Despite my acerbic tone of disbelief, I should know better. For when I was sixteen, I was shown (in no uncertain terms), the way of the world. I was working as a "salesman" at a national chain of music & hi-fi shops - a plum-job for a long-haired high-school student when unemployment was high for adults. It was xmas. Taiwan and Korea, were not renown for quality, and the company sold a range of instruments from the expensive to the asian-sourced so-cheap many of which were wholly unplayable. I recall a post-xmas morning, a single-mother returning an instrument which was a xmas present - a bass guitar, just out of the box. The neck of this unplayed instrument was so warped, it was impossible to tune, even after attempting to straighten the internal bar. I returned to the store-room with another box of the same. Pulled it out. Worse than the first. The mother and child smiled waiting patiently and expectantly as I returned with a third, which was the same as the first two. I went to my manager, and asked him what to do? It was pretty upsetting to me as a budding musician, I empathized with the disappointed customer. He said "issue them a store credit" a lame response if ever there were one under the circumstances. I looked at him, quizzically and doe-eyed, and said: "Jimmy, why do we even sell such crap...we know it's lame and it causes nothing but problems and unhappy customers..Isn't this rather dishonest ummm errrr....??!?" Jimmy, a head taller, but more than three-quarters-of-a-decade older than me, didn't hesitate, broke into a huge shit-eating grin, slapped my back and chimed: "Welcome to the world of business...."

6 comments:

RCJ said...

Good writeup - Thanks
I've avoided all my reunions (and more of my high school compatriots were ensconced in correctional facilities than yours). But I think your point is spot on.

The question is can we as a society survive the adoption of this behavior by everyone in the society. Maybe it's a very strange prisoners dilemma model, if everyone cheats we all go to prison (or the equivalent).

Debendevan said...

Amen on your observations about character. The sad thing - besides the reality that the narcissist hadn't changed - is that characters such as these (and I have a few HS and college colleagues in mind here) often go on to have temporal success as well as a public persona that obscures their true nature. The only positive is that when one bumps into someone who truly crosses their 't's and dots their 'i's is the inspiration they leave in their wake, in part by stark contrast. Keep up the great posts!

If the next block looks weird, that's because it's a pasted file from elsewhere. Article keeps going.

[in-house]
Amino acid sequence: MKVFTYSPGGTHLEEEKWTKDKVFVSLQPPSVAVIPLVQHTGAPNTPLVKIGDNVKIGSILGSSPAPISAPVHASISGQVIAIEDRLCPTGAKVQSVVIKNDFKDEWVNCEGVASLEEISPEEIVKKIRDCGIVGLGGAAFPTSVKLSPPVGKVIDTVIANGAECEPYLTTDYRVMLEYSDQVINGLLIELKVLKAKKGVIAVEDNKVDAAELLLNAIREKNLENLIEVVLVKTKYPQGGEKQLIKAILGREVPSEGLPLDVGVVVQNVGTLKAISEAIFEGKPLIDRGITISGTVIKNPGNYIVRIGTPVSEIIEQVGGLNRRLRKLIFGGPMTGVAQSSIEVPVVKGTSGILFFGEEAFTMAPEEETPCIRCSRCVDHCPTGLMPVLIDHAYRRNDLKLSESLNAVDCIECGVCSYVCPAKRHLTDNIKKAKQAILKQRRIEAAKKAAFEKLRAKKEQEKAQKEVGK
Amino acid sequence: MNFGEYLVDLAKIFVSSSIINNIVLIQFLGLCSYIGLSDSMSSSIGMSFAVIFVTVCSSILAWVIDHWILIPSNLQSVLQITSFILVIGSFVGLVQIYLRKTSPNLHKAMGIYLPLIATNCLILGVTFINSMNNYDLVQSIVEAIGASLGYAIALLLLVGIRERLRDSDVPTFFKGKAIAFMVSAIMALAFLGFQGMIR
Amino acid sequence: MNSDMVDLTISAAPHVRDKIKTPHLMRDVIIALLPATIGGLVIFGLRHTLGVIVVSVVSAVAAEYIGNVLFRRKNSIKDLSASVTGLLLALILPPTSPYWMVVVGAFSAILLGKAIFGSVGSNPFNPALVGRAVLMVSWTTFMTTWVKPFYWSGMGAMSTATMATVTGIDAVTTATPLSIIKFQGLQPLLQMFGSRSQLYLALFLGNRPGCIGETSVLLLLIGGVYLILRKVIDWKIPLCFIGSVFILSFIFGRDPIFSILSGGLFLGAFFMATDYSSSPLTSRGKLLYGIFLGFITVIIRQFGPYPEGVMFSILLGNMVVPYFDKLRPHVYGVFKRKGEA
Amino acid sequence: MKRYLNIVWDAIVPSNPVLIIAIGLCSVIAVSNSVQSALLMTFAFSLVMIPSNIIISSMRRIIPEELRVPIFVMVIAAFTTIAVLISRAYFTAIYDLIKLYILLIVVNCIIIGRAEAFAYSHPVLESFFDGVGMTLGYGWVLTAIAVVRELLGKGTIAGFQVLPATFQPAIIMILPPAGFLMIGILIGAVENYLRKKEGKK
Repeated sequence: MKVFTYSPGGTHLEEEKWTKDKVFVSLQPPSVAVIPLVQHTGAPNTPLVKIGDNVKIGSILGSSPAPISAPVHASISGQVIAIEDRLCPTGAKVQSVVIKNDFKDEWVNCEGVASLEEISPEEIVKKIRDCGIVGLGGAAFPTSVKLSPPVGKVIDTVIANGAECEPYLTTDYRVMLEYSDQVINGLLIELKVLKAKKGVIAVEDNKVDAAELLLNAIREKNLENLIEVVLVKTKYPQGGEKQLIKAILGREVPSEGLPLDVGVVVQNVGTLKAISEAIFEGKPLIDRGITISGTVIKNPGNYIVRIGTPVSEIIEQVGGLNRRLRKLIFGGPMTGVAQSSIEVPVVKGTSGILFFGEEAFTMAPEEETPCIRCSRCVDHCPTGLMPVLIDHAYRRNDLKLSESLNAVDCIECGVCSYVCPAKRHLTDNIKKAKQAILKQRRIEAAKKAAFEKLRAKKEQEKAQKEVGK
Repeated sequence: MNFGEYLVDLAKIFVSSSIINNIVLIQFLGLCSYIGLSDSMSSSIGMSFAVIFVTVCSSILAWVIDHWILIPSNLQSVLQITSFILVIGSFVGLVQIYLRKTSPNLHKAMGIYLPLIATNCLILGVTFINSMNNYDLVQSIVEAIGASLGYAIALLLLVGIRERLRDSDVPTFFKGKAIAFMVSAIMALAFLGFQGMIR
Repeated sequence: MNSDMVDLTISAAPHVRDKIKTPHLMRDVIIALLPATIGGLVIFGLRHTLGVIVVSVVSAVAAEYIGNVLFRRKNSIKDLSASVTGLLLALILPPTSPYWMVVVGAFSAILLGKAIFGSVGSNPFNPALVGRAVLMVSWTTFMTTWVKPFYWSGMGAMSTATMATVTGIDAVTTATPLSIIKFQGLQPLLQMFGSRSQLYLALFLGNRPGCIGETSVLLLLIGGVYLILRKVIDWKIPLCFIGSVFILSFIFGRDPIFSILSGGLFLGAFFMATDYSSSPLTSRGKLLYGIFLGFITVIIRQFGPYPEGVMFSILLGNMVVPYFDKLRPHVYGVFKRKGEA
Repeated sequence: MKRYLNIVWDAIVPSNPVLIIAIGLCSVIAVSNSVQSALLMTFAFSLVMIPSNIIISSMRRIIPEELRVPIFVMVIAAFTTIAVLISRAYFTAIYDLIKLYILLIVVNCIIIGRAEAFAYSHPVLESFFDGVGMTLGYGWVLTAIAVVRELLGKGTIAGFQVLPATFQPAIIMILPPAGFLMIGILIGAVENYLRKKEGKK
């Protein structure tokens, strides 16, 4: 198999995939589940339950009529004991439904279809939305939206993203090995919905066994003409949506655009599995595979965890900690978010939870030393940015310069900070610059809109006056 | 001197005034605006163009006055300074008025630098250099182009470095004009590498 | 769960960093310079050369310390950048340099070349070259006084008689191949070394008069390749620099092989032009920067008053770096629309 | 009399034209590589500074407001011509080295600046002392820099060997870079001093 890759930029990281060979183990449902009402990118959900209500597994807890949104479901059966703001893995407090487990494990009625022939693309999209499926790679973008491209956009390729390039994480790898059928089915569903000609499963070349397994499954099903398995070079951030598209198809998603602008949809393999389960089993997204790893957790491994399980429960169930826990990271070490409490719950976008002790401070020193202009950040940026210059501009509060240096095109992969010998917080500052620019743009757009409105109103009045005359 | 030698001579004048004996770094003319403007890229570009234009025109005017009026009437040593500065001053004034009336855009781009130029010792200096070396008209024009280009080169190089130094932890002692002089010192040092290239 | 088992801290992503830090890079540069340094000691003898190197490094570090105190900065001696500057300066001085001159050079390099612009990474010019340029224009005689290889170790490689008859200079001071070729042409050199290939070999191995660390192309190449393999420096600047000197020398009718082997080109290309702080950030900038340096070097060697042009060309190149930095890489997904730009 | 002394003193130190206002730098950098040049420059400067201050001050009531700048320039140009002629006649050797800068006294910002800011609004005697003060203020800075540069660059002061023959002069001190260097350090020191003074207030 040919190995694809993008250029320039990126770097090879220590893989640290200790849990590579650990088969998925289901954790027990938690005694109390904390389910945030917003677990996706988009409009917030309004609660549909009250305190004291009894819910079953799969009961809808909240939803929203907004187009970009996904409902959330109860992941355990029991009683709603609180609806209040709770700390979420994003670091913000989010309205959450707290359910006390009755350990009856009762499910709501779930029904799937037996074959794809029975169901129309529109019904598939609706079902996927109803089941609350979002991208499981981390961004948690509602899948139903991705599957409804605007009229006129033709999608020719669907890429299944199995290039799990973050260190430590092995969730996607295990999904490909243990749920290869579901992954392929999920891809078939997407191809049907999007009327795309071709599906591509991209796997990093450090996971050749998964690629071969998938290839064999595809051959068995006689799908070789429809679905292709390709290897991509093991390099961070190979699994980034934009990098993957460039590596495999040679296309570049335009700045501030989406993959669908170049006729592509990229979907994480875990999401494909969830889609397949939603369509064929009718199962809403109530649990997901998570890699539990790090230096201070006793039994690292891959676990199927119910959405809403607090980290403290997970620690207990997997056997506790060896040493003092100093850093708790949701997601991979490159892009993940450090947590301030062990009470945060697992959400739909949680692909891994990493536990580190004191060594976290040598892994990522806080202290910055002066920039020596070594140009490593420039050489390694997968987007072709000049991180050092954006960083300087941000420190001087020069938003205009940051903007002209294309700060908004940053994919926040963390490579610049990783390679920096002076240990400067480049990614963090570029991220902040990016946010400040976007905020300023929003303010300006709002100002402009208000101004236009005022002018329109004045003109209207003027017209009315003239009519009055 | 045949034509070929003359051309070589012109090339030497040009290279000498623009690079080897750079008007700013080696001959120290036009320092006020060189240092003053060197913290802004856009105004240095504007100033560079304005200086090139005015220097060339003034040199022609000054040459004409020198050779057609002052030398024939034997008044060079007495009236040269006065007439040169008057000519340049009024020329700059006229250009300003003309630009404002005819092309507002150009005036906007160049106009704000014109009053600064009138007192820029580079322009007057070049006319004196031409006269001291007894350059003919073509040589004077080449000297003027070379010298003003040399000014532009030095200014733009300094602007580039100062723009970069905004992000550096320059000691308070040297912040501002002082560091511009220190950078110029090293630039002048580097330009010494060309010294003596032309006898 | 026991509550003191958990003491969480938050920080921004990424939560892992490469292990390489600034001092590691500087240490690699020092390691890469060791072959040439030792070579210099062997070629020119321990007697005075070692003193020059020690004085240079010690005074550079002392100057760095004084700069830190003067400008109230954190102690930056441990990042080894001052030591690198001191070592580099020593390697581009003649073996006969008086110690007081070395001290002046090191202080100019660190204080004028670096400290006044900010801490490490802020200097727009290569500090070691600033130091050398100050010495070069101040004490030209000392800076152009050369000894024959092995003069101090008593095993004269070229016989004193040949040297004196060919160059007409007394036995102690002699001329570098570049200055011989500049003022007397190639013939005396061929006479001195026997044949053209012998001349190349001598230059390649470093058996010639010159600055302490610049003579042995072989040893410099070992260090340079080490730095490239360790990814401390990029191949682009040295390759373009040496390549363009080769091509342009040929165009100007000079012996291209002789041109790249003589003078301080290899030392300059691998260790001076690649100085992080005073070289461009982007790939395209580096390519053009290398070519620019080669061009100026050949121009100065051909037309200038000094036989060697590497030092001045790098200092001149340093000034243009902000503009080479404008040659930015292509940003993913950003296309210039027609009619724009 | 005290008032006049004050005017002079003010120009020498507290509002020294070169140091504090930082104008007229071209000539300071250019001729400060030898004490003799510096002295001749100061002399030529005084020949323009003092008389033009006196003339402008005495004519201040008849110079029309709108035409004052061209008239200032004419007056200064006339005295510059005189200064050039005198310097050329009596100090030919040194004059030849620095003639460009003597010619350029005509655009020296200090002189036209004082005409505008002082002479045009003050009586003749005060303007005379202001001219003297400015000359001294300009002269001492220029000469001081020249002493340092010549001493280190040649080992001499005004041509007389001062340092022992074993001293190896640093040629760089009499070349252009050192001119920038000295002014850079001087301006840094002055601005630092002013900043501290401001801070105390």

martin said...

As Americans we have wallowed in the quantity over quality paradigm for the last 20 plus years, perhaps more. People want their bass guitars and they want them now. Doesn't matter that the thing is crap so long as they can have it. A better one would be unaffordable and your poor store manager unable to sell many. Not his fault - he is only being responsive to market demand. World o' crap but a whole hell of a lot of it. That's us.

Shairon the Parliamentarion said...

I have always found it strange (and sad) that capitalism has evolved (or perhaps devolved) with the notion that financial success equates to moral "goodness". Bill Gates MUST be good because he has made a ton of money. Buffet "couldn't (or wouldn't) do those things, because he is successful"

On the other hand, perhaps it is not only good, but necessary that society organizes its thoughts this way. After all, imitation in this respect is a win for society, even if it is misguided.

"Cassandra" said...

Shairon - I share your lament, but think it wasn't always this way, and will not be this way in the more distant future (post on the subject forthcoming). For in a Hegelian world, we either return to some less-than-idyllic ruralism, or like Star Trek, having cracked the energy nut and the transmutation thing, the hairless beings of the future will look at quizically and say: "Money....?!?!?...What's THAT...???!?!?

Of course there are other potential paths. I quite fancy the odds of Ridley Scott's version, but think that some of the tongue-in-cheekism of Demolition Man is distinctly possible (ex the ludicrous stunts).